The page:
Equally, analyses of NDE accounts cross-culturally have been typically limited to cases published in Western literature, and often in the English language. This raises several concerns. Firstly, “Not all words or phrases have an English equivalent…not all social contexts are translatable, particularly outside their contexts ” (Kellehear, 2009, p. 154). Yet NDE research typically translates accounts into English, and it is the English versions of such accounts that are subsequently analysed. This makes it difficult to know for sure the extent translated NDE accounts accurately reflect the intent of the individual’s original native-language account. Secondly, contemporary NDE research is believed to suffer from under-reporting (Zingrone & Alvarado, 2009), meaning many cases are unlikely to have the opportunity of being published to a wider forum, particularly those that remain ‘inaccessible’ to English-as-first-language-speaking researchers, who it is fair to say, comprise a large proportion of researchers in this area. Additionally, NDEs occurring prior to the era of written communication may not have been recorded or transmitted over time, so are likely to have been lost and not available for consumption outside of the community and era that they occurred. Some cultures also have a taboo on speaking of phenomena related to death (Tse, Chong, & Fok, 2003), which means published or even oral reports of NDEs may be severely limited in such cultures. Finally, it is not known to what extent NDE accounts are embedded within other modes of record-taking across cultures. For example, as an indigenous Māori person of Aotearoa New Zealand, I am aware accounts of unusual experiences approximating NDEs are recorded in oral traditions such as singing and physical artefacts such as carvings.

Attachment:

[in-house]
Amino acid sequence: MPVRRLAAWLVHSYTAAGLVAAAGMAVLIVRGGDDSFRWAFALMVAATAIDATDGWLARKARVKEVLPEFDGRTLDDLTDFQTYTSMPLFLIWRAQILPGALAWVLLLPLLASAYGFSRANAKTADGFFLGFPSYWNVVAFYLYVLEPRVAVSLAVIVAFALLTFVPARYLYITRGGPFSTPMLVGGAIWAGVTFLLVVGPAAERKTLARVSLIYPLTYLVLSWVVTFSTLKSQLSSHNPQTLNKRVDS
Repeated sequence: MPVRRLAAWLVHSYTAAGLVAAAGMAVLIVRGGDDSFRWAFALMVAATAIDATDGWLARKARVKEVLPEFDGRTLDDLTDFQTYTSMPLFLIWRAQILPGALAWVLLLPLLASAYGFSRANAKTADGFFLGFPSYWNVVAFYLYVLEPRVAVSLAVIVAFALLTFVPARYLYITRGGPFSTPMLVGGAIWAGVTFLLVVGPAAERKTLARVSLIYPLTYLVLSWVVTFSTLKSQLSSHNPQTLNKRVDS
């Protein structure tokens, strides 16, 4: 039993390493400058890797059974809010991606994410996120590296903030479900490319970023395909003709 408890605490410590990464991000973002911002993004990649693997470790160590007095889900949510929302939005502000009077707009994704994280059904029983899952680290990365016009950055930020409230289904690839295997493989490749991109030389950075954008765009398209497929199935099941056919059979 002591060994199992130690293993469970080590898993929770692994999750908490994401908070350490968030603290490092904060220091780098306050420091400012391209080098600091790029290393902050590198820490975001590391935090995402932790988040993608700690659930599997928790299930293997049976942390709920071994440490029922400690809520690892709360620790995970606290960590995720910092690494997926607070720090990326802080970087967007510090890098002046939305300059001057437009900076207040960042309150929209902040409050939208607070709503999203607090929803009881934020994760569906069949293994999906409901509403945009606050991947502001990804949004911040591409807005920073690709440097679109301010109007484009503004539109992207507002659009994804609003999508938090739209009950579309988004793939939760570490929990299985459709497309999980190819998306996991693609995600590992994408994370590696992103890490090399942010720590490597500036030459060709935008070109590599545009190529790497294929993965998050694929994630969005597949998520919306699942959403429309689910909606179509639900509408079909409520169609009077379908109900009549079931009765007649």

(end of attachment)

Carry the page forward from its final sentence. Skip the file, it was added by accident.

Because NDEs have effectively been studied from a Eurocentric perspective, conclusions regarding whether they reflect a universal principal (a phrase used by Professor Schlieter to describe suggestions by others that NDEs are universal) cannot be reached until a more thorough investigation of NDE-like experiences across a variety of cultural contexts is undertaken. I think this speaks well to a point made by Professor Schlieter towards the end of the podcast, in which he suggests difficulty in believing an NDE could be experienced in the absence of exposure to religion. Rather than religion, however, I find it more apt to suggest it is difficult to believe an NDE could be experienced in the absence of exposure to cultural systems and even more difficult to believe presumed NDE accounts could be interpreted without understanding the cosmological, ontological, and epistemological beliefs reflected by the language  individuals use to describe their experience.


References

Kellehear, A. (2005). Census of non-Western near-death experiences to 2005: Observations and critical reflections. In J. M. Holden, B. Greyson, & D. James (Eds.), The handbook of near-death experiences. Thirty years of investigation (pp. 135-158). Santa Barbara, CA: Praeger/ABC-CLIO.

Tse, C. Y., Chong, A., & Fok, S. Y. (2003). Breaking bad news: a Chinese perspective. Palliative Medicine, 17, 339-343.